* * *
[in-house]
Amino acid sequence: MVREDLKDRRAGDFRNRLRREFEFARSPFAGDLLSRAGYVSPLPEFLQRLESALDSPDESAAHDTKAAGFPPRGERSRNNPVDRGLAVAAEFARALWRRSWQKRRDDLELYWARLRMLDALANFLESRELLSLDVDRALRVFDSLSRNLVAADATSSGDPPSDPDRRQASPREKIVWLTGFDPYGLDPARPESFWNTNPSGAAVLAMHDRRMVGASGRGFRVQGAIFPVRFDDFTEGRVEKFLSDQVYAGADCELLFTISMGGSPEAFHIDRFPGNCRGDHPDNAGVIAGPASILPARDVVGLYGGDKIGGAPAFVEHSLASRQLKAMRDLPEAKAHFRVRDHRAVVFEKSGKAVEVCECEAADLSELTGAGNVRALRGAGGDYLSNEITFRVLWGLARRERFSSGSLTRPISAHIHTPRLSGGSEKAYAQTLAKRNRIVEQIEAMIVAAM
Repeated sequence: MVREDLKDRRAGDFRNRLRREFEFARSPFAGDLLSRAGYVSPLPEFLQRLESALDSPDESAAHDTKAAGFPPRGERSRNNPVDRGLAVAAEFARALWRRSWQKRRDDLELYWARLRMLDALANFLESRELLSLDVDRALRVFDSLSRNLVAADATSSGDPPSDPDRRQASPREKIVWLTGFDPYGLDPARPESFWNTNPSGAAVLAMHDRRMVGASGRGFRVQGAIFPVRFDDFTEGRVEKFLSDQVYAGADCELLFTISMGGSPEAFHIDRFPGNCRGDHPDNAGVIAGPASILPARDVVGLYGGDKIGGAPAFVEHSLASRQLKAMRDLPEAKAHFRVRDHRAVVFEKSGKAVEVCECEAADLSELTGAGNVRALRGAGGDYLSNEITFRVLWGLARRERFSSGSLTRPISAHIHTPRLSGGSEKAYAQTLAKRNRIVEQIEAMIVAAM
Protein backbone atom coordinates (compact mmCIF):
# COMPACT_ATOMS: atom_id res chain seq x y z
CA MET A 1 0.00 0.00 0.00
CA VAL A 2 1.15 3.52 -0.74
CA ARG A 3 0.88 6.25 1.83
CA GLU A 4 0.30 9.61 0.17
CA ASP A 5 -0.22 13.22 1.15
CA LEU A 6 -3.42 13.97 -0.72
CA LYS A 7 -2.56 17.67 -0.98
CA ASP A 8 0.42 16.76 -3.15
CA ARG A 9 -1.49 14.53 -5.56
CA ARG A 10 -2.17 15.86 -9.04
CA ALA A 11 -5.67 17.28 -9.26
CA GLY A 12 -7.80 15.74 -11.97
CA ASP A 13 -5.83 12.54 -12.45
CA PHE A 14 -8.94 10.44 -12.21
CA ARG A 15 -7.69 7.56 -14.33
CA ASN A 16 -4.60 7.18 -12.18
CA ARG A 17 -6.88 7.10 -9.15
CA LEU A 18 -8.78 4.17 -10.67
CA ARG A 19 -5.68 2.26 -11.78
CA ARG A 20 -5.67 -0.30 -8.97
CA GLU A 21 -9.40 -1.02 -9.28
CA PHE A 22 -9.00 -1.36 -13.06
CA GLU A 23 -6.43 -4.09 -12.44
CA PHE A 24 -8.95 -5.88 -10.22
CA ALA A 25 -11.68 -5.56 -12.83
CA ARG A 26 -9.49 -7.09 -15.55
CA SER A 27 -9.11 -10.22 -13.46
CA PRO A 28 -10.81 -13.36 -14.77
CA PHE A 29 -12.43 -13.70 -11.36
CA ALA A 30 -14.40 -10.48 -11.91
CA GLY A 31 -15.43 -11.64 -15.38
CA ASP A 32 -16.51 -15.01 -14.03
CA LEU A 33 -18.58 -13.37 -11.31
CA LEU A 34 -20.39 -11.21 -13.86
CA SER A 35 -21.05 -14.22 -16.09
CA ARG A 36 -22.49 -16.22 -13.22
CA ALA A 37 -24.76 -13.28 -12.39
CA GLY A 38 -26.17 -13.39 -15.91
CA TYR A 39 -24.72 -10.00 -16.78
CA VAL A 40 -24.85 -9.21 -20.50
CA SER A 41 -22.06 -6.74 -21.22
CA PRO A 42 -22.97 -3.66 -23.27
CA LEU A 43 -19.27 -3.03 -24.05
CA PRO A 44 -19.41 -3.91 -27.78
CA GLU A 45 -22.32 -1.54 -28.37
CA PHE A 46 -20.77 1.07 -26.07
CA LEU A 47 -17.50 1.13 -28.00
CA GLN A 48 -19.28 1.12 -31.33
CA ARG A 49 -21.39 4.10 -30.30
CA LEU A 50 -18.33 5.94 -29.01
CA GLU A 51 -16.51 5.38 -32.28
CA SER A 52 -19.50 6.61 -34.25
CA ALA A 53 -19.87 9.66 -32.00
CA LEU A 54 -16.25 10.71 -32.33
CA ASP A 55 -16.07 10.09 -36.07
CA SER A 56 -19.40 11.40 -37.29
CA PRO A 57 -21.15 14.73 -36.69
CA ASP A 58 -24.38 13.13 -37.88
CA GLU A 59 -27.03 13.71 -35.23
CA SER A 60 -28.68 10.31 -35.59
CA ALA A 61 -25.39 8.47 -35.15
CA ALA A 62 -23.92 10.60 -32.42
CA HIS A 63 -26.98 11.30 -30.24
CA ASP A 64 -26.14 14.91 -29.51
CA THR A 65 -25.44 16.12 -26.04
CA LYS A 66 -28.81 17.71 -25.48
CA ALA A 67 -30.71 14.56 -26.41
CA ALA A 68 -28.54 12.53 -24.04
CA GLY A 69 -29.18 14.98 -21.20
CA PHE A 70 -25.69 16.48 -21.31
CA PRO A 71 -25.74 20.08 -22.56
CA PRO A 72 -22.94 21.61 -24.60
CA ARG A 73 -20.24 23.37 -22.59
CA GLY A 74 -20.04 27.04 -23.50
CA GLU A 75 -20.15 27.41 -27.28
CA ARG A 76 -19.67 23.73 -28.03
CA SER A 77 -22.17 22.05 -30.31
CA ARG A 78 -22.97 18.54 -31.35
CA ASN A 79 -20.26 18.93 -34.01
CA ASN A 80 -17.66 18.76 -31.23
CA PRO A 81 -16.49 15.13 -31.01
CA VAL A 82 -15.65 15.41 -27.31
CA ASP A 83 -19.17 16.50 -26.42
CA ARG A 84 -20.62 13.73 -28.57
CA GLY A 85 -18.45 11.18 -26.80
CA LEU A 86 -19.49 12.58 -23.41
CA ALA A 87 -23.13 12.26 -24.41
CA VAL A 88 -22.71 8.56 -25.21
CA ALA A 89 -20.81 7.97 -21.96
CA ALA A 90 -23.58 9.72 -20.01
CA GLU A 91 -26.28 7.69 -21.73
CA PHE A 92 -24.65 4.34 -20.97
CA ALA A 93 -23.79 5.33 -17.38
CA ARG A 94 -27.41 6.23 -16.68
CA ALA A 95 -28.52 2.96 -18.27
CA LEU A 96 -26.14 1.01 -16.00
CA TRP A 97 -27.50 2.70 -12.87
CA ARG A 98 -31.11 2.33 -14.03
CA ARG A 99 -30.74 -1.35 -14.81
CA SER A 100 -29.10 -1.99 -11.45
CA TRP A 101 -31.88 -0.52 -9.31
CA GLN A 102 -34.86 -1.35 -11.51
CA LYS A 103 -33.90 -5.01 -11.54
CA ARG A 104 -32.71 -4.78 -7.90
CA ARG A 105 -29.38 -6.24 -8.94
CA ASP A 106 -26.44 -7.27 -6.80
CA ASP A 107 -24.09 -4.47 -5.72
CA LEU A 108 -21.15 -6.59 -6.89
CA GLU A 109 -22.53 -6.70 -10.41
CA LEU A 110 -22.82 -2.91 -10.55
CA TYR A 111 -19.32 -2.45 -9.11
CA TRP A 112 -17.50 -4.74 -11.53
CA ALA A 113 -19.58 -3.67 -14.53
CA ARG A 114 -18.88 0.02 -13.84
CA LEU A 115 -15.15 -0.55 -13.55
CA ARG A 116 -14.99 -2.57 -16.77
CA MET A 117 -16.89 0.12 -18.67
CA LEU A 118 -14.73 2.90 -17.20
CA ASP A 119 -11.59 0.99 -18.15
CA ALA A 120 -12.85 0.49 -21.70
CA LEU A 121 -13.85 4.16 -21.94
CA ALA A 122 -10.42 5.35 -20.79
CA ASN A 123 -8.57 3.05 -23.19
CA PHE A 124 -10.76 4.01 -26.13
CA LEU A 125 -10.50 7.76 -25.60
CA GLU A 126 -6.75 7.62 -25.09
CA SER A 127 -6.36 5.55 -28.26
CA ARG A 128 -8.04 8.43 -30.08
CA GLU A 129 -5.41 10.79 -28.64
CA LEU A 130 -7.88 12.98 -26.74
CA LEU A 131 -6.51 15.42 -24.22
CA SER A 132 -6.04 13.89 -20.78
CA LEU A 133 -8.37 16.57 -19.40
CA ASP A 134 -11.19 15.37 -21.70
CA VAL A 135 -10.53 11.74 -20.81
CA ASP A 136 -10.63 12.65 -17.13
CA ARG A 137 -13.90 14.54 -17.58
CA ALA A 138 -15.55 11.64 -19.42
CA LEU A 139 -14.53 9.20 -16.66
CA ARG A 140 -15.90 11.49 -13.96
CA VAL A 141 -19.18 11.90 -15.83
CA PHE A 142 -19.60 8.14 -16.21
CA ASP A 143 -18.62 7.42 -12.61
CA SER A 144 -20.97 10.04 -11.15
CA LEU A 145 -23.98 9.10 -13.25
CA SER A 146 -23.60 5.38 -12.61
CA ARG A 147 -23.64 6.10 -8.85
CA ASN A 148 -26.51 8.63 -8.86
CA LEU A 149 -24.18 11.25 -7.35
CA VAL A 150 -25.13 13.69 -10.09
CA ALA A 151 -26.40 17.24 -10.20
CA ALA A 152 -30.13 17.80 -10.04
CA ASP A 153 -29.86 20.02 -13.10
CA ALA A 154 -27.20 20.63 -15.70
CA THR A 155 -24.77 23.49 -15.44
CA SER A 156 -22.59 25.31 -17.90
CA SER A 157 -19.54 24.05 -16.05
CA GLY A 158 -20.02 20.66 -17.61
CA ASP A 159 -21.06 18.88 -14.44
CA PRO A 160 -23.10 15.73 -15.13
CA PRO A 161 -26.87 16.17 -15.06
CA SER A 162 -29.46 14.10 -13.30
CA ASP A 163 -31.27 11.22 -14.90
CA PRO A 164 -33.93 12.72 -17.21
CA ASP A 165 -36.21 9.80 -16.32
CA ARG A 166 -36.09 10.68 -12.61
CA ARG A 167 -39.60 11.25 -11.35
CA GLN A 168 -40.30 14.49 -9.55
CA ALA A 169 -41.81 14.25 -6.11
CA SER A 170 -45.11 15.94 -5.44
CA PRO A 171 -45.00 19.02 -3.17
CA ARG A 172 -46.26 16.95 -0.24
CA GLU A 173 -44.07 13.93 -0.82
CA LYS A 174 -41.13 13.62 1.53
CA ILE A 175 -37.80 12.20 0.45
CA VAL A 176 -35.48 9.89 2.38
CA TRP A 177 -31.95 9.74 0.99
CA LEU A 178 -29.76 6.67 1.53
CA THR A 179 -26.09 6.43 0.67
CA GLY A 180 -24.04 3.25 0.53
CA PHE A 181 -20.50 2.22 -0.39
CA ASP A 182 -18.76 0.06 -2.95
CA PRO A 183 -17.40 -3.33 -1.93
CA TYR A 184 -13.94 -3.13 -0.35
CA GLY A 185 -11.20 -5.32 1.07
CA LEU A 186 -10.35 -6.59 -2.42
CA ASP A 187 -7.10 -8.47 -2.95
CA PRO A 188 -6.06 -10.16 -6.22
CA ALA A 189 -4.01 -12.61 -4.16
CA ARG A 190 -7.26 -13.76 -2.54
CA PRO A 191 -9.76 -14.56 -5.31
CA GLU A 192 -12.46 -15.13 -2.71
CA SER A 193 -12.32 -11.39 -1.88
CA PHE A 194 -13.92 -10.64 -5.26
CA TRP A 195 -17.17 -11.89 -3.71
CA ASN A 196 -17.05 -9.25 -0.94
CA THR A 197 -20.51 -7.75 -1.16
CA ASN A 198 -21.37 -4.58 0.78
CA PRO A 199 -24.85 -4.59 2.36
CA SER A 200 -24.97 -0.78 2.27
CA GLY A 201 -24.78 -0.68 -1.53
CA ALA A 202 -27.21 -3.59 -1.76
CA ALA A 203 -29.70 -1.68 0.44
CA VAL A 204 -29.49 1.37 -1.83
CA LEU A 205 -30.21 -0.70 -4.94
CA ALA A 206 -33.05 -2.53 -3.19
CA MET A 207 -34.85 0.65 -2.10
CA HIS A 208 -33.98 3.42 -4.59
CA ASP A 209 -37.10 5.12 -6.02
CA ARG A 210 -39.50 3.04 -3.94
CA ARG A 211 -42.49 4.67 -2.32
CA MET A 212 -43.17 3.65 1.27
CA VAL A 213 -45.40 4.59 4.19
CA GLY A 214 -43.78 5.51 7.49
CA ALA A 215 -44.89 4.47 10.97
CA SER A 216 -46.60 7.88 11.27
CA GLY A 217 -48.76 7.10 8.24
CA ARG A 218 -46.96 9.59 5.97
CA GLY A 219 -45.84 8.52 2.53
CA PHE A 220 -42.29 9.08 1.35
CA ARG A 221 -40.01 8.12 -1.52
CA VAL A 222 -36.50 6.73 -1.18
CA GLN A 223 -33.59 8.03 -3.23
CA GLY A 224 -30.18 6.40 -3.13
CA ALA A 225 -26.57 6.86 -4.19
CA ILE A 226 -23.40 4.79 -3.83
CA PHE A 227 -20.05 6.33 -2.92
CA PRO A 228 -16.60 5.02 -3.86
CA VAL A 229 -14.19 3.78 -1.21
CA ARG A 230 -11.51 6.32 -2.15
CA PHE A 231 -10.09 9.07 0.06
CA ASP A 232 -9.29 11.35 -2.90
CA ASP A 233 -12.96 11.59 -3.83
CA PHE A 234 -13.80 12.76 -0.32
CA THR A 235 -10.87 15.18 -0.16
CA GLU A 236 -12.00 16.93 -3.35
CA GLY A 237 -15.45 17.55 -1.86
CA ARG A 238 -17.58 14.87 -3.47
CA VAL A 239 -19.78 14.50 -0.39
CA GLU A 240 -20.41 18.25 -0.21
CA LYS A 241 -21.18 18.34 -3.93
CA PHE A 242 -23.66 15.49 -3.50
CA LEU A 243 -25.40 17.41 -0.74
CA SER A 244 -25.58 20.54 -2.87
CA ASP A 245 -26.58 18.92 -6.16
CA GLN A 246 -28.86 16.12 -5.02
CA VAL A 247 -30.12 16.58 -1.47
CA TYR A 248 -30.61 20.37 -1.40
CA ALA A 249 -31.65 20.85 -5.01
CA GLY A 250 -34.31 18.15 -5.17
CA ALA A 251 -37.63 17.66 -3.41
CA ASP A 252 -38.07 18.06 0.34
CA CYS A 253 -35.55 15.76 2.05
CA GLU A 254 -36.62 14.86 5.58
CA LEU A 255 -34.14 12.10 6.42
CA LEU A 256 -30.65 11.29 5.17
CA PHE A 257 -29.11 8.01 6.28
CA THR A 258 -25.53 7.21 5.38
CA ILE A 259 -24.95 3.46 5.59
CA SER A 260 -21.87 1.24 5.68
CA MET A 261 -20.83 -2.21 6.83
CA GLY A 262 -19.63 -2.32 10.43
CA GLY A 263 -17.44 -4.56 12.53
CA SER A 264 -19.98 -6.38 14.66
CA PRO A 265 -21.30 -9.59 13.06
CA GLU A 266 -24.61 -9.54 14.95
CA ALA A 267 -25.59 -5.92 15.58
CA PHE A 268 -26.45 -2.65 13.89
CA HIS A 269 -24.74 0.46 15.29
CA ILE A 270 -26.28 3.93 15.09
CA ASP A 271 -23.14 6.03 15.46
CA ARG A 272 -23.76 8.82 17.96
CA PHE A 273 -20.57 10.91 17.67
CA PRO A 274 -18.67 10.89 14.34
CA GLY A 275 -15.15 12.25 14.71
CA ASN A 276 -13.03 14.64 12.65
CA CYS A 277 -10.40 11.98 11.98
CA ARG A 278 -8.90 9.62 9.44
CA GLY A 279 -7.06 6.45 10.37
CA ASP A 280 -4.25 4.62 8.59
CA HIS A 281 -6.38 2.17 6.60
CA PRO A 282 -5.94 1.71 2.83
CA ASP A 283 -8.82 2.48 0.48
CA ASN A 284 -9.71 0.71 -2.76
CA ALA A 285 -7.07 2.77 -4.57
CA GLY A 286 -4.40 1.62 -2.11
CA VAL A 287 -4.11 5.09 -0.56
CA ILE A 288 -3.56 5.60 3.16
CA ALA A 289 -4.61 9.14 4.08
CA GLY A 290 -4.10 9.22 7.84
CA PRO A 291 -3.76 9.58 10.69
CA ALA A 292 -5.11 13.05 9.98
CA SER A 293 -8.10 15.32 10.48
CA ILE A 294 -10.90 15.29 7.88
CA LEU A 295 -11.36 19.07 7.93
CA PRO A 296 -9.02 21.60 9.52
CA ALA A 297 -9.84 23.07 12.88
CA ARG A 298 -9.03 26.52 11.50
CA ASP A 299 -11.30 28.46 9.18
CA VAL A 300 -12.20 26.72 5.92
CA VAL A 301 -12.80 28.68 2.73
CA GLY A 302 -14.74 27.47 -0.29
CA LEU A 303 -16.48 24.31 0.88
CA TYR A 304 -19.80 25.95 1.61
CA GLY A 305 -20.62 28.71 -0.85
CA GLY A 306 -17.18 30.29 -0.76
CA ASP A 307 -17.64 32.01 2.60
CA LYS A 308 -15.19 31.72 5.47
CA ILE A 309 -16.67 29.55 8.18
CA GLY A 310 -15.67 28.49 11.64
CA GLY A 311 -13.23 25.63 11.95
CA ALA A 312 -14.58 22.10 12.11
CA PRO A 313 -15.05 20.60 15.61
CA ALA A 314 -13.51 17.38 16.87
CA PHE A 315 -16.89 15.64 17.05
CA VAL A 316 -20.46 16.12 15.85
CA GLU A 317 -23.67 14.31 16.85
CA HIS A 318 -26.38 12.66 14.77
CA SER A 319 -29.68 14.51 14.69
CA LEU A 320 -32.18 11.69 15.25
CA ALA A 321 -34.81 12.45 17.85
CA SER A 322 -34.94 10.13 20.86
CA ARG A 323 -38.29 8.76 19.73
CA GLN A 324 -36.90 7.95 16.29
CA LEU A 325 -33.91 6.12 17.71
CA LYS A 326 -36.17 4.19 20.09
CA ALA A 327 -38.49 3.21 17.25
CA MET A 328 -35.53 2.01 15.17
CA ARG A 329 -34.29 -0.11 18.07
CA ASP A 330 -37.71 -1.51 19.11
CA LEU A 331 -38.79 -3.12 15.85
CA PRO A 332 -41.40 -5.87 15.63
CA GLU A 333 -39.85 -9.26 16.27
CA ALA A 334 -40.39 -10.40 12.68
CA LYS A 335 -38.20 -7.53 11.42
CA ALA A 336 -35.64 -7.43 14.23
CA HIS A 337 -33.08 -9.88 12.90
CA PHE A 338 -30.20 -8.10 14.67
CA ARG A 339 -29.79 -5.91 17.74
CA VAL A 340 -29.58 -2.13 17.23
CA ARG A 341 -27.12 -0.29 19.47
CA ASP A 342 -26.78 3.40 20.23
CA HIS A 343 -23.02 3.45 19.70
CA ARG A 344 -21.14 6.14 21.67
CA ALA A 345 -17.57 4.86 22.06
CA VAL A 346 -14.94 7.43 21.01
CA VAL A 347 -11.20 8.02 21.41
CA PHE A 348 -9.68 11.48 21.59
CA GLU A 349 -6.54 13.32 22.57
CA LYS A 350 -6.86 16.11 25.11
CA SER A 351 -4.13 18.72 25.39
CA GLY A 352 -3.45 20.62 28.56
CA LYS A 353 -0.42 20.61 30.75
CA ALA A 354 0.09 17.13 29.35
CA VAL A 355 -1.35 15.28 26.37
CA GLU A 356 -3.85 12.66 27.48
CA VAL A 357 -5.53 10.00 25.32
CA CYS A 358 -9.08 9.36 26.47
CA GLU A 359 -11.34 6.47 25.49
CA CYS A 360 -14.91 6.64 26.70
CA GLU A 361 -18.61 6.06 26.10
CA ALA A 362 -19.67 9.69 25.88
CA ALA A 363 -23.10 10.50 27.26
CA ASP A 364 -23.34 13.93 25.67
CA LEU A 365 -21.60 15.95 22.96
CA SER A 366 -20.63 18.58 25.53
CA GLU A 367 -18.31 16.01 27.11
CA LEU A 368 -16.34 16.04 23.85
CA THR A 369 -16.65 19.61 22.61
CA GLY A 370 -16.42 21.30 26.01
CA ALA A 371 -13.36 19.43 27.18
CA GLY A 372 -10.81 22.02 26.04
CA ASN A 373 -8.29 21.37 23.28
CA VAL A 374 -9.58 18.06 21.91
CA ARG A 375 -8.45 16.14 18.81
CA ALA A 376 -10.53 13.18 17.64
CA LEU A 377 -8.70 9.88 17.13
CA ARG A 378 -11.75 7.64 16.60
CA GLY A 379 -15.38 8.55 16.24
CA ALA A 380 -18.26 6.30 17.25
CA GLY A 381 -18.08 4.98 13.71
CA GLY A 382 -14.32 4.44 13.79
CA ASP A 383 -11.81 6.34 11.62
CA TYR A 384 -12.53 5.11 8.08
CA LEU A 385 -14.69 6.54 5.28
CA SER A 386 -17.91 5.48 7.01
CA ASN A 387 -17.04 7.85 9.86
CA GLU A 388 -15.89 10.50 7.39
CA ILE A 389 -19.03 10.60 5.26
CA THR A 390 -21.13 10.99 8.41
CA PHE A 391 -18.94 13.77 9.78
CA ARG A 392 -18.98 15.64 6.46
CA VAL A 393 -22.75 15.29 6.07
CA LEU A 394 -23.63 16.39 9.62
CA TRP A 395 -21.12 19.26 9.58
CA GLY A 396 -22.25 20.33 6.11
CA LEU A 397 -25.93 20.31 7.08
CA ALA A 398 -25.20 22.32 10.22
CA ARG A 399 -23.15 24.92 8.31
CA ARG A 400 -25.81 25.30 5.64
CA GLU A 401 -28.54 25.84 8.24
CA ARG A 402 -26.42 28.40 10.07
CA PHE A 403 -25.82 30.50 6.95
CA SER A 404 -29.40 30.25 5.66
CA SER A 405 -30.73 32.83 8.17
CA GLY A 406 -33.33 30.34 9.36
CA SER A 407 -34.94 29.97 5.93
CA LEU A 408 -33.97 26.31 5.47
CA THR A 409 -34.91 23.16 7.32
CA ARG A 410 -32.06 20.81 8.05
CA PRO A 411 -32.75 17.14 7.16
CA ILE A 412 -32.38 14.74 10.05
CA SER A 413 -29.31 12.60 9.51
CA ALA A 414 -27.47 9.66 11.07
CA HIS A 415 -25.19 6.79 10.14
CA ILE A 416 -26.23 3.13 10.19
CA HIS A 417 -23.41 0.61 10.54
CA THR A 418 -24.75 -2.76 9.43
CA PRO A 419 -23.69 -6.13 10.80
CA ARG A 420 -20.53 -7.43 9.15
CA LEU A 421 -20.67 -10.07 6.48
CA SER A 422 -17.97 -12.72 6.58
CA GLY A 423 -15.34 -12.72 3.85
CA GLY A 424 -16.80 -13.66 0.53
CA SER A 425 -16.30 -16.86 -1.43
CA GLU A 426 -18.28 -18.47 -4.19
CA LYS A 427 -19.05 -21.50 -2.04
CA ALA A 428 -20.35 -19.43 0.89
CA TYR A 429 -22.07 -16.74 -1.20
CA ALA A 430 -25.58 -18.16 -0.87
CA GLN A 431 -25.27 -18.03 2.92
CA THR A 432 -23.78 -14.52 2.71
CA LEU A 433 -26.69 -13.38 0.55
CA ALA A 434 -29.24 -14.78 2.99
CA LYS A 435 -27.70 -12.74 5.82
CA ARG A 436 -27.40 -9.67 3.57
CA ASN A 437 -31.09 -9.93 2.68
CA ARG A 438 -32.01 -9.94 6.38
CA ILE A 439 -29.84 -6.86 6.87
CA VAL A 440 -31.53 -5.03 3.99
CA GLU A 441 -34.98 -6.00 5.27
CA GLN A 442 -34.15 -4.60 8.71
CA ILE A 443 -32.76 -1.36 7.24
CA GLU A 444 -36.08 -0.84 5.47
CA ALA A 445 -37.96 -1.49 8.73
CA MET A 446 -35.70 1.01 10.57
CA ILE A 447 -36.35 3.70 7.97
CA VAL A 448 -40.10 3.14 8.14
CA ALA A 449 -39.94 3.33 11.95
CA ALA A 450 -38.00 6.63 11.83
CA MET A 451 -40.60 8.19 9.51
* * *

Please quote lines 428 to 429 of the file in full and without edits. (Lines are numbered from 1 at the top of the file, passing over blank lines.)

CA GLY A 423 -15.34 -12.72 3.85
CA GLY A 424 -16.80 -13.66 0.53